axs[1].bar(x_range_previous, steps_last_week, width=bar_width, color="m")
axs[1].set_title("Bar chart")
axs[1].set_xlabel("Days of the week")
axs[1].grid(True)
axs[1].set_xticks(range(7))
axs[1].set_xticklabels(days)

# Figure-wide components
fig.suptitle("Step count | This week and last week")
fig.legend(["This week", "Last week"])
fig.supylabel("Steps walked")

fig.savefig("steps_comparison.png")

plt.show()

You’ve also added a call to the Figure method savefig(), which allows you to save the figure to file. The final output from this example is the following figure:

You’ll also find a PNG file named steps_comparison.png in your Project folder.

In the Snippets section, there are additional examples of more complex subplot grids.

## Comparison Between The Two Matplotlib Interfaces

You’ve learned about the two ways of creating figures in Matplotlib. In the simpler option, you use functions within the submodule matplotlib.pyplot directly. You use calls such as plt.plot() and plt.title(). Matplotlib will automatically create and manage the objects for you. This option is useful as it’s quicker and easier to use. However, it gives you less flexibility to customise your figures.

In the alternative way, you create Figure and Axes objects using plt.subplots() and then you call methods of those two classes. Dealing with instances of Figure and Axes directly gives you more control over your figure.

Which option should you use? Both interfaces are available to you when using Matplotlib, and therefore, you can use whichever one you’re more comfortable with. The more direct approach is easier to start with. However, once you understand the anatomy of a figure, in particular how you have a Figure object that contains one or more Axes objects, you may prefer to use the object-oriented version in most cases.

The Matplotlib documentation recommends using the simpler version when creating quick graphs in interactive environments like the Console or Jupyter and when exploring your data. However, for all other purposes, the object-oriented interface may be preferable.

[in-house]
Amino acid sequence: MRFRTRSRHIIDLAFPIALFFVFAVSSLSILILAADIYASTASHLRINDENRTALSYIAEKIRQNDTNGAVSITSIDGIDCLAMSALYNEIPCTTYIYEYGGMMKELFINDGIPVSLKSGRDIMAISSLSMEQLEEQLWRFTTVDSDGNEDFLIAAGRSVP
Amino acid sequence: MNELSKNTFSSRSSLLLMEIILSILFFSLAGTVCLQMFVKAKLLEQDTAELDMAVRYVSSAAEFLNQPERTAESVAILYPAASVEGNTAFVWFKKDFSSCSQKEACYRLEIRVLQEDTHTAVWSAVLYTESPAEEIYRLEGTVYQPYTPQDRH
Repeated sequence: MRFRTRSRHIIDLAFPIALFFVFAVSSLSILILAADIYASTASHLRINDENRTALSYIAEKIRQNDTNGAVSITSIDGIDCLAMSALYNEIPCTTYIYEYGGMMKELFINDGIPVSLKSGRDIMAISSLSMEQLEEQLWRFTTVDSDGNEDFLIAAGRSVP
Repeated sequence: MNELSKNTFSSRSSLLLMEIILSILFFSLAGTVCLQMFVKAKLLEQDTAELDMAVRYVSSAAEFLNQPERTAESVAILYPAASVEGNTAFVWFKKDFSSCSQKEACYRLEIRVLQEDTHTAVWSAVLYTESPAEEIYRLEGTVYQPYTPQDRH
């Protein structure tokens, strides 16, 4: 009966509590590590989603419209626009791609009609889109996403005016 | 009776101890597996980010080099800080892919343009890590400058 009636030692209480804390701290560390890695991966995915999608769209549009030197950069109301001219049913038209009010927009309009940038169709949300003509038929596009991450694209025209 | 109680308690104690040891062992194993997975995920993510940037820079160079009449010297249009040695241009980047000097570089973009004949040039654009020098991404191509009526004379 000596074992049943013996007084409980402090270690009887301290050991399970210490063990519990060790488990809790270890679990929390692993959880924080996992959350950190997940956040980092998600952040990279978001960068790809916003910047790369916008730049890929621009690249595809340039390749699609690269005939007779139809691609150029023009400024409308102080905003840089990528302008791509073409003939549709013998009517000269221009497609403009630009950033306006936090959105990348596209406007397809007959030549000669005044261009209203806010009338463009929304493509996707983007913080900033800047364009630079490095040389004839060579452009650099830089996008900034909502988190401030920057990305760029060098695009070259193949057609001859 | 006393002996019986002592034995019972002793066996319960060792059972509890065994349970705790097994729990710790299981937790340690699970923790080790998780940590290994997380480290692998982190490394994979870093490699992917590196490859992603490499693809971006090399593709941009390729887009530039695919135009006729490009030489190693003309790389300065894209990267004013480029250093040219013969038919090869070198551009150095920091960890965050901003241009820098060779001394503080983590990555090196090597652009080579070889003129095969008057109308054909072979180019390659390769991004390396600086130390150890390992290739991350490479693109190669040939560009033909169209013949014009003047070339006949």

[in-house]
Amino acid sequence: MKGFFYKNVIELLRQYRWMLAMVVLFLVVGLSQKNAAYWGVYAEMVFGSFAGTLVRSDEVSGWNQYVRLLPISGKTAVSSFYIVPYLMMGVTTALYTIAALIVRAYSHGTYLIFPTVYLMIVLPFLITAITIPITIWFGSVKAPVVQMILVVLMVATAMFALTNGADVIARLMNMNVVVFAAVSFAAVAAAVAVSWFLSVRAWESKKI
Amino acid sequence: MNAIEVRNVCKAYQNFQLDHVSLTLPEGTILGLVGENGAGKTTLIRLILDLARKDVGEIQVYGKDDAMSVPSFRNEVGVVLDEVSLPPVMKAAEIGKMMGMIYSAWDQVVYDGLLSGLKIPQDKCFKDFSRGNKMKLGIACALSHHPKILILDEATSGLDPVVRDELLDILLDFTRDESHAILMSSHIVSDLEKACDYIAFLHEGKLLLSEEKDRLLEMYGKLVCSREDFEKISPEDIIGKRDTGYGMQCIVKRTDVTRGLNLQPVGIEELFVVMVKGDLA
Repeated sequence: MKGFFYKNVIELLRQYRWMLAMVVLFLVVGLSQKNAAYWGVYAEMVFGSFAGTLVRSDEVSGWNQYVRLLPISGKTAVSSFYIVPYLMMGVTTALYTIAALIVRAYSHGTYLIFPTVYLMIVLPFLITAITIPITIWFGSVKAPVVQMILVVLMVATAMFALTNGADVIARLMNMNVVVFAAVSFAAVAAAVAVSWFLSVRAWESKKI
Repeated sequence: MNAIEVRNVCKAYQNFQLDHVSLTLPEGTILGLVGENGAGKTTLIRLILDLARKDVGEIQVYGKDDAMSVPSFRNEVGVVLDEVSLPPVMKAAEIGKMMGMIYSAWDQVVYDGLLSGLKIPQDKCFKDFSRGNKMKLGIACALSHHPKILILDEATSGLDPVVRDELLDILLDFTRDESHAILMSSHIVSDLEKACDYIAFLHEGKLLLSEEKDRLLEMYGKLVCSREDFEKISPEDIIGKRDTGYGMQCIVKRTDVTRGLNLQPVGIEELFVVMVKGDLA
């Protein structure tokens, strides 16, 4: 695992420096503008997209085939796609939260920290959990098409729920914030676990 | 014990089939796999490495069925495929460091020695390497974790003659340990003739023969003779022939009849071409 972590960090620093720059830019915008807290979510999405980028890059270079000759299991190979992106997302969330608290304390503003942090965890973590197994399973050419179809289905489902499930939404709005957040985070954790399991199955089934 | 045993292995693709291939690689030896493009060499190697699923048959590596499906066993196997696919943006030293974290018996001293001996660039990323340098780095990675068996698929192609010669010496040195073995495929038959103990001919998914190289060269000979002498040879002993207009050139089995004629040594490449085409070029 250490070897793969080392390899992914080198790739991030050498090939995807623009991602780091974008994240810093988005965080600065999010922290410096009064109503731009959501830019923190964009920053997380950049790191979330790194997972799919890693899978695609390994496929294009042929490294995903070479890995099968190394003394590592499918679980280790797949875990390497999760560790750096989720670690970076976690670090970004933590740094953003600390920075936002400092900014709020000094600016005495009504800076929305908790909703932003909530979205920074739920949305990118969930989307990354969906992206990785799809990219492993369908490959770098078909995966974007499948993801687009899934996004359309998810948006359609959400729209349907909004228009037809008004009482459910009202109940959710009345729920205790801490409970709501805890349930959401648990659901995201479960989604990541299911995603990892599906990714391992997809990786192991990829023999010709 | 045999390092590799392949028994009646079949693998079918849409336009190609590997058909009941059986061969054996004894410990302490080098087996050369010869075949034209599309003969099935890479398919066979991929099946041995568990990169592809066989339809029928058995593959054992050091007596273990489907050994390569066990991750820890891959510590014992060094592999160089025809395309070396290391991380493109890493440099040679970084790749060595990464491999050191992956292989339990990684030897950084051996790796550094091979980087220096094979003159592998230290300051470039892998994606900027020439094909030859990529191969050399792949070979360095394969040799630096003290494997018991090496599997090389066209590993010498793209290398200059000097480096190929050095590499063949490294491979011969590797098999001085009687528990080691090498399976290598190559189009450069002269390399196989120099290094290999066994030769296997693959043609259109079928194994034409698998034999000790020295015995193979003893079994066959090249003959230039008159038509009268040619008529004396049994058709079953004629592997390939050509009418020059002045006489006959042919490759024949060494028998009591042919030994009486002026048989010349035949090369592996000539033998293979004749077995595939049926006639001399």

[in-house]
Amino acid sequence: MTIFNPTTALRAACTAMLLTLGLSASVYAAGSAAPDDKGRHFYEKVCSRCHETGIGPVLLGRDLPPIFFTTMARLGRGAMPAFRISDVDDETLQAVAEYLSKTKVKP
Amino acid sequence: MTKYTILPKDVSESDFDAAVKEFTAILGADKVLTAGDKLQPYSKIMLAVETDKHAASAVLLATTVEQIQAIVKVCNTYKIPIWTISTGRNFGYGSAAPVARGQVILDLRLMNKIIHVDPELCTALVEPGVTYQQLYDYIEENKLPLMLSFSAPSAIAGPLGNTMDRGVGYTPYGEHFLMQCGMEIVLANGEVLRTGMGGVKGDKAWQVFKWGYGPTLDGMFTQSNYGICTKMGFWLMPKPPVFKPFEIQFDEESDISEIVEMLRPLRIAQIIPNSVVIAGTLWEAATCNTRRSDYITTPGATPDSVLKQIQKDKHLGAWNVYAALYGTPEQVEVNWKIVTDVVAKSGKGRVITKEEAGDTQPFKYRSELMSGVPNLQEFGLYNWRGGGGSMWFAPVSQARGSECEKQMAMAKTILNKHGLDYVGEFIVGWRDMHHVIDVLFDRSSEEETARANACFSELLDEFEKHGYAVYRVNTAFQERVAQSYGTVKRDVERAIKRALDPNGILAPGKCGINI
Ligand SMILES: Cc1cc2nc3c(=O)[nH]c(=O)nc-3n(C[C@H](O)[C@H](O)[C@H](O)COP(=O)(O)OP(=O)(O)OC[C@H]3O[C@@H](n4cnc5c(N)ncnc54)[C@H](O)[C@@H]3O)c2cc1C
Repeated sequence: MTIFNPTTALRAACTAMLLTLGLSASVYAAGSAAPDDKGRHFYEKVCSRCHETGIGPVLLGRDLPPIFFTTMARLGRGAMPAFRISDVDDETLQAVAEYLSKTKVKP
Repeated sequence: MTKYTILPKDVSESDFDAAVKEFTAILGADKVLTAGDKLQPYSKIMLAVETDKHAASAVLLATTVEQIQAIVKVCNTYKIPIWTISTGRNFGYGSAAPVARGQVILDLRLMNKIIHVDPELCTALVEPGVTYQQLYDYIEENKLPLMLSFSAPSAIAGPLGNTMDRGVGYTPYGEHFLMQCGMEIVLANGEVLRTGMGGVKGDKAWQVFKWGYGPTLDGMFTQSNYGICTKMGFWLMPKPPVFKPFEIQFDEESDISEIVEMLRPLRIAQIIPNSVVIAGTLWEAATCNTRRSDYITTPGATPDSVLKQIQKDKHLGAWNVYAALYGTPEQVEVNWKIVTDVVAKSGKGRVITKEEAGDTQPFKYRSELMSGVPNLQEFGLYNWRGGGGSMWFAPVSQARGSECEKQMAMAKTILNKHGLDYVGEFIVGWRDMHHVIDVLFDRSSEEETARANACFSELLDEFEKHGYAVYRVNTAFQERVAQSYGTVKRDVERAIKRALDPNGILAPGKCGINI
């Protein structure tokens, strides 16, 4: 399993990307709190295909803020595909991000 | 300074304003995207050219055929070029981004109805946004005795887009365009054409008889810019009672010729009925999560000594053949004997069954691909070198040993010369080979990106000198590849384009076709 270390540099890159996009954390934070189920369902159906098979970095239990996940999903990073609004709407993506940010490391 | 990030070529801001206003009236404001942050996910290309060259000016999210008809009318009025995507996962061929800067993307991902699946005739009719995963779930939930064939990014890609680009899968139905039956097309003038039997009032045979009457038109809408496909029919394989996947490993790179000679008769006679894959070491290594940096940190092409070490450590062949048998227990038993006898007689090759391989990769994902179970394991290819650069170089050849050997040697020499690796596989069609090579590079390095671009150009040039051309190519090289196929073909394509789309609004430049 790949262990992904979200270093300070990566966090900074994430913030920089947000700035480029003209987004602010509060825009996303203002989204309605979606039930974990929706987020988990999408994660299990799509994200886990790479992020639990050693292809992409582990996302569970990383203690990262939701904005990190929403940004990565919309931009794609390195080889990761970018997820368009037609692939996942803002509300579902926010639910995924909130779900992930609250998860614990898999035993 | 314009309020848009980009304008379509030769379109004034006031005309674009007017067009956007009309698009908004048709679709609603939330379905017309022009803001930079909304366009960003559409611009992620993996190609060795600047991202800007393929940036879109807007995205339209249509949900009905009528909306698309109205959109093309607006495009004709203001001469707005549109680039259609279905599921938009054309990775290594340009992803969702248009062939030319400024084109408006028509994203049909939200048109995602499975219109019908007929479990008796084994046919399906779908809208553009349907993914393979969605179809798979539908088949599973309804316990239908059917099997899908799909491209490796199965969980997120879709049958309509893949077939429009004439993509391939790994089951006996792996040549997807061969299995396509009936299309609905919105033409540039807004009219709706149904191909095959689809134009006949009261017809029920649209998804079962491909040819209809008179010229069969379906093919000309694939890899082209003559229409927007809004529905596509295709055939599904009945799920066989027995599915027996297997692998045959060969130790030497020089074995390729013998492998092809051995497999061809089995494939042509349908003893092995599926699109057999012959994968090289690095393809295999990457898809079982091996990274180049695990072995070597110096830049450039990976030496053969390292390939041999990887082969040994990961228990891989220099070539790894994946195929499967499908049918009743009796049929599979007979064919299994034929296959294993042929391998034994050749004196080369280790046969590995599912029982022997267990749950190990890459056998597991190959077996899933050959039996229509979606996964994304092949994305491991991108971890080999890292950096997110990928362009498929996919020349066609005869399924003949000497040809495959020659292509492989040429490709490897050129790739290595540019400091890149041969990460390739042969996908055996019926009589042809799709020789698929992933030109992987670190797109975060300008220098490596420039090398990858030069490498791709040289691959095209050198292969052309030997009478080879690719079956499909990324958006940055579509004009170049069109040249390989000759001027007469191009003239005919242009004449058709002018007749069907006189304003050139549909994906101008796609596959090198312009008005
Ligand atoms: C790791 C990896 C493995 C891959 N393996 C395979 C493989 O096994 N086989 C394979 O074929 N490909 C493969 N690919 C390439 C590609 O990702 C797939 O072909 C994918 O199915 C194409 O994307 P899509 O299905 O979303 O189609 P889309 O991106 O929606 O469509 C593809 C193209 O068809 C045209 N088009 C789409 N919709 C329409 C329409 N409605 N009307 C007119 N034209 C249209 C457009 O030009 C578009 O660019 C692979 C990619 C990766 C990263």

You can find all the functions available to use in the direct approach on the pyplot documentation page. If you’re using the object-oriented approach, you can find all the methods you need in the Figure class documentation page and in the Axes class documentation page.

As you become more proficient with Matplotlib, and if you require more complex plots, you can also dive further into other classes defined in Matplotlib. However, for the time being, the functions available in pyplot and the methods of the Figure and Axes classes are more than enough!

The rest of this Chapter will give a brief overview of some other plots you can create with Matplotlib.

## Displaying Images Using Matplotlib

An image is an array of numbers. Therefore, it is possible to deal with images using the same tools as when dealing with any array of numbers. In this section, you’ll see how you can perform basic image manipulation using Matplotlib and NumPy.

There are other libraries in Python to deal with images and, in particular, to deal with image processing, machine vision, and related fields. We will not cover any of these in this book. This section aims is to give you a basic introduction to dealing with images from within a computer program.

You’ll use a PNG image in this example, but you can use images of most standard formats in the same manner. You can download the image you’ll use in this example from The Python Coding Book File Repository. You’ll need the file named balconies.png, and you should place the file in your Project folder.

Through the link above, you can download the folder you need directly to your computer. I would recommend this option which is the most straightforward. But if you prefer, you can also access the repository through Github.

You can read in the image using plt.imread() and explore what data type the function returns:

import matplotlib.pyplot as plt

print(type(img))
print(img.shape)
print(img[100, 100, 0])

The output from the three calls to print() is the following:

<class 'numpy.ndarray'>
(453, 456, 4)
0.7294118